Anderson v. Preferred Risk Mut. Ins. Co.Annotate this Case
107 Ga. App. 293 (1963)
129 S.E.2d 816
ANDERSON v. PREFERRED RISK MUTUAL INSURANCE COMPANY.
Court of Appeals of Georgia.
Decided February 1, 1963.
*294 Rich, Bass & Kidd, Casper Rich, for plaintiff in error.
Powell, Goldstein, Frazer & Murphy, C. B. Rogers, Gregg Loomis, contra.
NICHOLS, Presiding Judge.
It is now well settled that, where an insurance policy provides for cancellation by the insurance company by mailing a notice of cancellation to the insured, evidence of mailing in compliance with the terms of the policy is sufficient to authorize a finding that such policy is canceled although the insured does not in fact receive such notice of cancellation. See New Amsterdam Cas. Co. v. Russell, 102 Ga. App. 597 (117 SE2d 239); Genone v. Citizens Ins. Co., 207 Ga. 83 (60 SE2d 125); Davis v. Travelers Indem. Co., 94 Ga. App. 102 (93 SE2d 810), and citations.
The sole contention of the plaintiff is that the notice was mailed to the wrong address and therefore the notice of cancellation was not effective. The policy provided in part: "Notice to any agent or knowledge possessed by any agent or by any other person shall not effect a waiver or a change in any part of this policy or estop the company from asserting any right under the terms of this policy; nor shall the terms of this policy be waived or changed, except by endorsement issued to form a part of this policy." Plaintiff's contention is that the notice of cancellation should have been mailed to the address shown in the original policy and not to an address furnished the insurer *295 by the insured after the policy was originally issued. The renewal certificate upon which the plaintiff must rely as a part of the insurance contract (otherwise the policy had expired long before the occurrence in dispute) showed the address to which the notice was mailed as being the address of the plaintiff and it was undisputed that such address was the last address furnished the defendant by the plaintiff. This renewal certificate became a part of the policy and the notice was mailed to the address shown in the thus amended policy. The finding by the trial court that the policy was canceled by mailing the notice of cancellation to the address furnished by the plaintiff to the company was authorized by the evidence, and the trial court did not err in overruling the plaintiff's motion for new trial.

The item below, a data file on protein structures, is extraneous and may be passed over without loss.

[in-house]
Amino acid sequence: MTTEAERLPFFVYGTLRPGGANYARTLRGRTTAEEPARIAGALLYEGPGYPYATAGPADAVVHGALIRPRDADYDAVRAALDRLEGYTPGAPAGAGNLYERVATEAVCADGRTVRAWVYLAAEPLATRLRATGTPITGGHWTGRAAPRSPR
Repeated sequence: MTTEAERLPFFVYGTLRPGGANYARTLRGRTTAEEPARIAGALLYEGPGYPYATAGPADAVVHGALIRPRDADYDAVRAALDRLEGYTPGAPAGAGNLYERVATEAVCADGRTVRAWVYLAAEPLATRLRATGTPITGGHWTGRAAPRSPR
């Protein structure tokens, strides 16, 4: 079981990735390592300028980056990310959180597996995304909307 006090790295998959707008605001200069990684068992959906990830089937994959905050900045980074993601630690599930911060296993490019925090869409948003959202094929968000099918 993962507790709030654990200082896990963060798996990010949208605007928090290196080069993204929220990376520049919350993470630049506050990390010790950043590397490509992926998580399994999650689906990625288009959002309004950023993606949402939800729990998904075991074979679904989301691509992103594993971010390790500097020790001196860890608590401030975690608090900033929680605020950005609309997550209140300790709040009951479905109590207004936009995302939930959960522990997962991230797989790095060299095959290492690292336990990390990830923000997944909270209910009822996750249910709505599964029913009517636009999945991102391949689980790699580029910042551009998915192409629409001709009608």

Judgment affirmed. Frankum and Jordan, JJ., concur.